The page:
It’s funny, because what we want is simple—more time, more things done our way, and more money (to name a few).
The beginning of business can be simple. It springs out of our dreams, desires and experience. But the act of execution—the ongoing work of business—can become complex. Why? Because getting things done our way leads to niche and custom products like not just business tools, but small business tools. And not just small business tools, but small business tools for accountants or writers or plumbers, etc. We can niche in all kinds of directions.
Even though niche solutions may be complex for the person that develops them, and complex for us while we are shopping all the options, once we find exactly what we need (and want), niche solutions tend to simplify our lives.
In The End of the “Mass” Era, John Mariotti brings up a point that makes me think about the cost of variety and innovation (and despite the cost, I still want it). He says,
“Here’s the news flash, which is not such big news by now: The era of “mass” is over…“What’s “in”? Customization, fragmentation, segmentation, niches and global aggregation. So is high complexity and too many choices. Why? Because they are possible — thanks to technology.”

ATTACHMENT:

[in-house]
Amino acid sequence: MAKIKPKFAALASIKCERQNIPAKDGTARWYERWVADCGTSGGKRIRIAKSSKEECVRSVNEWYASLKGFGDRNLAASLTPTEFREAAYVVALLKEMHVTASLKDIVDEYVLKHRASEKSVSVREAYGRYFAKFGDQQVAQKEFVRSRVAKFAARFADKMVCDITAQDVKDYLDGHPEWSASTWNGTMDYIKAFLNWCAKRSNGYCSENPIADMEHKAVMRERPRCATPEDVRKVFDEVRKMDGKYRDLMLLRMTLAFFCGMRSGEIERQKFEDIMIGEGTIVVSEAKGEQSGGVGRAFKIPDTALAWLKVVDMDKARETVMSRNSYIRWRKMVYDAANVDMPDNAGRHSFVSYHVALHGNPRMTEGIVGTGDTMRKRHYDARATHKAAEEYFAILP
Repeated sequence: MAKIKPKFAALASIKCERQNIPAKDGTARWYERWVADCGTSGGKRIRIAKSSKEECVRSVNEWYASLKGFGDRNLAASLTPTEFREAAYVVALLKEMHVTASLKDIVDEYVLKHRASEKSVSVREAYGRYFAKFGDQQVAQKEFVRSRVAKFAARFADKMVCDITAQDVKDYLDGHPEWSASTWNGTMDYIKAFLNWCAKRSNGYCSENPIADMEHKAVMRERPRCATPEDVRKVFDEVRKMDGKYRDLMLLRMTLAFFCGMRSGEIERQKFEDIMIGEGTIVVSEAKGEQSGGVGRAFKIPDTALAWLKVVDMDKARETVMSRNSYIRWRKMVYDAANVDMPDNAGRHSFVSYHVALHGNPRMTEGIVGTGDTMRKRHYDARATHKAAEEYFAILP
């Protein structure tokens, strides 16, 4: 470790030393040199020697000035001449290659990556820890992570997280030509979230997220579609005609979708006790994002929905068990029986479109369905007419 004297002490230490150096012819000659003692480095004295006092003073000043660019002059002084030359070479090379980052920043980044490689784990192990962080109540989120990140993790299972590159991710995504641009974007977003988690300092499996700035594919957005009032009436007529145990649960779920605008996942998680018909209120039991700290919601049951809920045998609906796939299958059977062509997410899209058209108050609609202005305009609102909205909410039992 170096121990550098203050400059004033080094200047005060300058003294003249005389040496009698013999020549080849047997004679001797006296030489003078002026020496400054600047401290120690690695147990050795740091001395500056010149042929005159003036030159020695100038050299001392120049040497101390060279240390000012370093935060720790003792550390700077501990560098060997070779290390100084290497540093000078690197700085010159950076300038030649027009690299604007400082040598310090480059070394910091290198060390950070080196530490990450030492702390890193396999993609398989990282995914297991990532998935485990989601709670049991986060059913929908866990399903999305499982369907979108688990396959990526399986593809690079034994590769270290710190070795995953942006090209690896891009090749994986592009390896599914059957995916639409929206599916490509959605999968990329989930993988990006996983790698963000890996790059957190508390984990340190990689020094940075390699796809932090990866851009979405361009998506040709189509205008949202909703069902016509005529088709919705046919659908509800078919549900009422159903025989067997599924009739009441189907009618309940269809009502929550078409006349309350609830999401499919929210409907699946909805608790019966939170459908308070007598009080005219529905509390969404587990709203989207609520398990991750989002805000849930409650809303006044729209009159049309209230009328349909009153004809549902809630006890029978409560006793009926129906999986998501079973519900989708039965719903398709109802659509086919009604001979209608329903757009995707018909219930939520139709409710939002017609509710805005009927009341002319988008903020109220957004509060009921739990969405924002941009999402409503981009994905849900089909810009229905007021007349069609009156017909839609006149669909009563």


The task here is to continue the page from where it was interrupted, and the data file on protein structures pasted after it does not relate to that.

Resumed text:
Yes, customized solutions may add complexity, but I find myself pursuing them (as a buyer) and creating them (as a business owner), because for the end user they make business and life easier. Focusing solutions is what small business owners do—we specialize, some of us localize, we develop expertise in a certain area.
Anita Campbell highlights a study by GE in a recent article titled Small Businesses to Play a Bigger Role in Innovation. She says, “Executives in the study consistently cited innovation as a strong driver of a prosperous economy.” We see innovation as new methods, solutions and ideas. At the Latin root, to innovate also means to renew.
In other words, before the “Mass” Era that Mariotti mentions, we niched—we bought bread from the baker, horses from the farmer, fabric from the local store. It all makes me think that in some of our innovation, we will renew and restore the ways we did things before, but with a modern twist.
Simplicity is making a comeback. In fact, Anita Campbell mentioned,
“More than three-fourths of those surveyed (77 percent) said the greatest innovations of this century will be those that help address human needs, such as improving the quality of health or enhancing energy security — not those that simply create the most profit.”
According to GE’s survey, business is moving back toward people—that’s what small business has always been about. Yes, we continue to innovate. Yes, it increases complexity in the beginning—while we learn how to use the new tools. But if it brings simplicity to our customer, then in the end, innovation is our business.